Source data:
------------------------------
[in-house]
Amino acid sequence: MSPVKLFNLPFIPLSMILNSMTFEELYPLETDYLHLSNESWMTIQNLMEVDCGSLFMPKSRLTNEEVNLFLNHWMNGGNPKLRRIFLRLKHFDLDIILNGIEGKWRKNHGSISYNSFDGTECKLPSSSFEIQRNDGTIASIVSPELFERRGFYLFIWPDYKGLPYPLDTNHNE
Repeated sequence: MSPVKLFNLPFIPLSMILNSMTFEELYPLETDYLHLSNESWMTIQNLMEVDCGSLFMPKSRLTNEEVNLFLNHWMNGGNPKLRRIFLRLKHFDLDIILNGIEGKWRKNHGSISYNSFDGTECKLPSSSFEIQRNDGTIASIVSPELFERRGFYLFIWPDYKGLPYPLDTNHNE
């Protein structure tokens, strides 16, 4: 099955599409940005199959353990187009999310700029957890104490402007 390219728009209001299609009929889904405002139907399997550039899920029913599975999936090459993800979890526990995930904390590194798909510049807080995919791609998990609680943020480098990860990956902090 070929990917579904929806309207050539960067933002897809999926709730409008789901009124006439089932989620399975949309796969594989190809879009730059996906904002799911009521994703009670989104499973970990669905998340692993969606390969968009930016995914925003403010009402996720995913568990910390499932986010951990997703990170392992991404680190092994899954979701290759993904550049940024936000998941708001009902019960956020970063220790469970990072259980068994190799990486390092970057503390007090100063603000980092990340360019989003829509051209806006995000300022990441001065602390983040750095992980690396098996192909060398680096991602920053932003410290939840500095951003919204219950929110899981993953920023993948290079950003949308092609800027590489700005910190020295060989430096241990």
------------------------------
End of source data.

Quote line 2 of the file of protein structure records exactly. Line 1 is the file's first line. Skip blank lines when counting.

Amino acid sequence: MSPVKLFNLPFIPLSMILNSMTFEELYPLETDYLHLSNESWMTIQNLMEVDCGSLFMPKSRLTNEEVNLFLNHWMNGGNPKLRRIFLRLKHFDLDIILNGIEGKWRKNHGSISYNSFDGTECKLPSSSFEIQRNDGTIASIVSPELFERRGFYLFIWPDYKGLPYPLDTNHNE